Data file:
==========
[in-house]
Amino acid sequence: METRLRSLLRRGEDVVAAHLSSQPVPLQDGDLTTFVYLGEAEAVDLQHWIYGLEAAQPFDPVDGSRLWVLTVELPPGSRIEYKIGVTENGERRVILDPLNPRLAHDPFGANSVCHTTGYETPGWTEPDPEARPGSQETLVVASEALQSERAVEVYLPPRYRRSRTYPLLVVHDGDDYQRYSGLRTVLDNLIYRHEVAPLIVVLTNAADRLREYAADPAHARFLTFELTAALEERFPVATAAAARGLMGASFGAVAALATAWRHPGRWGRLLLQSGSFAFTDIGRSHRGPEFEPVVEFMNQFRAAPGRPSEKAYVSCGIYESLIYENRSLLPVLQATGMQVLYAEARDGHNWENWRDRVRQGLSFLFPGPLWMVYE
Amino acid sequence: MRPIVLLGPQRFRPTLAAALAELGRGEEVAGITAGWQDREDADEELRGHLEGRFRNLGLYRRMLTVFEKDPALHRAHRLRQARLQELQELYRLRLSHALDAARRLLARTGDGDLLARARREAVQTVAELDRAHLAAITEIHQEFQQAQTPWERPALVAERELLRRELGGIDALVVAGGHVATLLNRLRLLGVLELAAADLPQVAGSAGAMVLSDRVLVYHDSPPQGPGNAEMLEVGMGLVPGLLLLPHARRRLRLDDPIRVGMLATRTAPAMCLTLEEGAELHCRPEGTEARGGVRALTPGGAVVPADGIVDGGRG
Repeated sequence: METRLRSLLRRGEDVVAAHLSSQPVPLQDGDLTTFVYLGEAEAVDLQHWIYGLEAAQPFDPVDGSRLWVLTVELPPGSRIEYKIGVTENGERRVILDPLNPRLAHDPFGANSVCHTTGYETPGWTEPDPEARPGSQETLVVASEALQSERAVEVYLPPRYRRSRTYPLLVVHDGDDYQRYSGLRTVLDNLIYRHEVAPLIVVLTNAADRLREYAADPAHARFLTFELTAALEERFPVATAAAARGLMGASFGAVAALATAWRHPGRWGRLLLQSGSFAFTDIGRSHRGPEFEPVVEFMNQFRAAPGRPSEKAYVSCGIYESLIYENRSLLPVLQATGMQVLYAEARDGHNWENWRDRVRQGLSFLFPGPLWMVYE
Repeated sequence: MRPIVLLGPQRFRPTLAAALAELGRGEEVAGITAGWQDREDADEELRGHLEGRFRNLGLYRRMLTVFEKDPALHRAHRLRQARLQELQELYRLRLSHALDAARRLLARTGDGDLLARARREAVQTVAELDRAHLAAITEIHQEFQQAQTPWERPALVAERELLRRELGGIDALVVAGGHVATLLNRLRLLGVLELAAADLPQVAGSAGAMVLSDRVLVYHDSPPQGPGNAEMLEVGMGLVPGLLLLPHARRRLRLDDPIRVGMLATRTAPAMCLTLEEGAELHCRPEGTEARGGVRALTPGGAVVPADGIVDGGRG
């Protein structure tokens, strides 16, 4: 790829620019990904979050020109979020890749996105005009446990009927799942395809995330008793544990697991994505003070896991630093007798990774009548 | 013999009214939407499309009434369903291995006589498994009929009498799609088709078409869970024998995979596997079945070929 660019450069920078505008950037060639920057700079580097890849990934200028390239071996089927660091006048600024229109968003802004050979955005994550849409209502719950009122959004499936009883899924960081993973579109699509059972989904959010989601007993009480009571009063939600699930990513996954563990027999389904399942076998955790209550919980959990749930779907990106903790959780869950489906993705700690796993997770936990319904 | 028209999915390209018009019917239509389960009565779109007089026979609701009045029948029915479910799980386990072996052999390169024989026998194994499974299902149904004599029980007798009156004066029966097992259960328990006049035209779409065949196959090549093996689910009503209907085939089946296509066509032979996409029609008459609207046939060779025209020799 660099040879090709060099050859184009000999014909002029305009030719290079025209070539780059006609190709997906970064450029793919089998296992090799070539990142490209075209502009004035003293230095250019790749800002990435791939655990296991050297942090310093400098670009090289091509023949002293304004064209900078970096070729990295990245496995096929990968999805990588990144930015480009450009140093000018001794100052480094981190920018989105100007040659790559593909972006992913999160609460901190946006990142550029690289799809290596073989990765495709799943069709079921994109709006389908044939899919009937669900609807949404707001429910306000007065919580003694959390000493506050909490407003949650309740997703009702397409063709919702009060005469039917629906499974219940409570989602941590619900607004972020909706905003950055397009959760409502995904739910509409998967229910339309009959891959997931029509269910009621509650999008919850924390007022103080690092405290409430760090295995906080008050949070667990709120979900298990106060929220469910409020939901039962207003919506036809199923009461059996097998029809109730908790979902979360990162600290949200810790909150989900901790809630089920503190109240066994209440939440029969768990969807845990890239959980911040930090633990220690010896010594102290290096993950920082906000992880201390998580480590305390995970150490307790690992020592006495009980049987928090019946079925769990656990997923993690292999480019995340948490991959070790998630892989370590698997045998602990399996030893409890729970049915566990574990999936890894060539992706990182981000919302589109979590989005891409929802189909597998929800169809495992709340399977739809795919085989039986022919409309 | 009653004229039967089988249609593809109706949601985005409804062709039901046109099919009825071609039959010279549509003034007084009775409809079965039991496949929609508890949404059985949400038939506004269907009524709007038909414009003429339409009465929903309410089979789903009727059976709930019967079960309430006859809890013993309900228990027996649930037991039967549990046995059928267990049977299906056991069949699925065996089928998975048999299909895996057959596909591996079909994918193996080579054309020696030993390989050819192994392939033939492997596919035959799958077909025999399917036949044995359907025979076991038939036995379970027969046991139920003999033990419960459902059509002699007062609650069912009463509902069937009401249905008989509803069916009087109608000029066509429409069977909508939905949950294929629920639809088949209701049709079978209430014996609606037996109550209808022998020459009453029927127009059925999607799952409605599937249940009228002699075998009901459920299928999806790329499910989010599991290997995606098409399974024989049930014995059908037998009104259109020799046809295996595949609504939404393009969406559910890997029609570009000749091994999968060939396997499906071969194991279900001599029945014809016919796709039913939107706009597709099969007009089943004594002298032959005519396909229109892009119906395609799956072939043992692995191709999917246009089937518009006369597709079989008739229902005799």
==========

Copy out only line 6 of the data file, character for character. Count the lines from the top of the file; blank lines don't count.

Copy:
């Protein structure tokens, strides 16, 4: 790829620019990904979050020109979020890749996105005009446990009927799942395809995330008793544990697991994505003070896991630093007798990774009548 | 013999009214939407499309009434369903291995006589498994009929009498799609088709078409869970024998995979596997079945070929 660019450069920078505008950037060639920057700079580097890849990934200028390239071996089927660091006048600024229109968003802004050979955005994550849409209502719950009122959004499936009883899924960081993973579109699509059972989904959010989601007993009480009571009063939600699930990513996954563990027999389904399942076998955790209550919980959990749930779907990106903790959780869950489906993705700690796993997770936990319904 | 028209999915390209018009019917239509389960009565779109007089026979609701009045029948029915479910799980386990072996052999390169024989026998194994499974299902149904004599029980007798009156004066029966097992259960328990006049035209779409065949196959090549093996689910009503209907085939089946296509066509032979996409029609008459609207046939060779025209020799 660099040879090709060099050859184009000999014909002029305009030719290079025209070539780059006609190709997906970064450029793919089998296992090799070539990142490209075209502009004035003293230095250019790749800002990435791939655990296991050297942090310093400098670009090289091509023949002293304004064209900078970096070729990295990245496995096929990968999805990588990144930015480009450009140093000018001794100052480094981190920018989105100007040659790559593909972006992913999160609460901190946006990142550029690289799809290596073989990765495709799943069709079921994109709006389908044939899919009937669900609807949404707001429910306000007065919580003694959390000493506050909490407003949650309740997703009702397409063709919702009060005469039917629906499974219940409570989602941590619900607004972020909706905003950055397009959760409502995904739910509409998967229910339309009959891959997931029509269910009621509650999008919850924390007022103080690092405290409430760090295995906080008050949070667990709120979900298990106060929220469910409020939901039962207003919506036809199923009461059996097998029809109730908790979902979360990162600290949200810790909150989900901790809630089920503190109240066994209440939440029969768990969807845990890239959980911040930090633990220690010896010594102290290096993950920082906000992880201390998580480590305390995970150490307790690992020592006495009980049987928090019946079925769990656990997923993690292999480019995340948490991959070790998630892989370590698997045998602990399996030893409890729970049915566990574990999936890894060539992706990182981000919302589109979590989005891409929802189909597998929800169809495992709340399977739809795919085989039986022919409309 | 009653004229039967089988249609593809109706949601985005409804062709039901046109099919009825071609039959010279549509003034007084009775409809079965039991496949929609508890949404059985949400038939506004269907009524709007038909414009003429339409009465929903309410089979789903009727059976709930019967079960309430006859809890013993309900228990027996649930037991039967549990046995059928267990049977299906056991069949699925065996089928998975048999299909895996057959596909591996079909994918193996080579054309020696030993390989050819192994392939033939492997596919035959799958077909025999399917036949044995359907025979076991038939036995379970027969046991139920003999033990419960459902059509002699007062609650069912009463509902069937009401249905008989509803069916009087109608000029066509429409069977909508939905949950294929629920639809088949209701049709079978209430014996609606037996109550209808022998020459009453029927127009059925999607799952409605599937249940009228002699075998009901459920299928999806790329499910989010599991290997995606098409399974024989049930014995059908037998009104259109020799046809295996595949609504939404393009969406559910890997029609570009000749091994999968060939396997499906071969194991279900001599029945014809016919796709039913939107706009597709099969007009089943004594002298032959005519396909229109892009119906395609799956072939043992692995191709999917246009089937518009006369597709079989008739229902005799």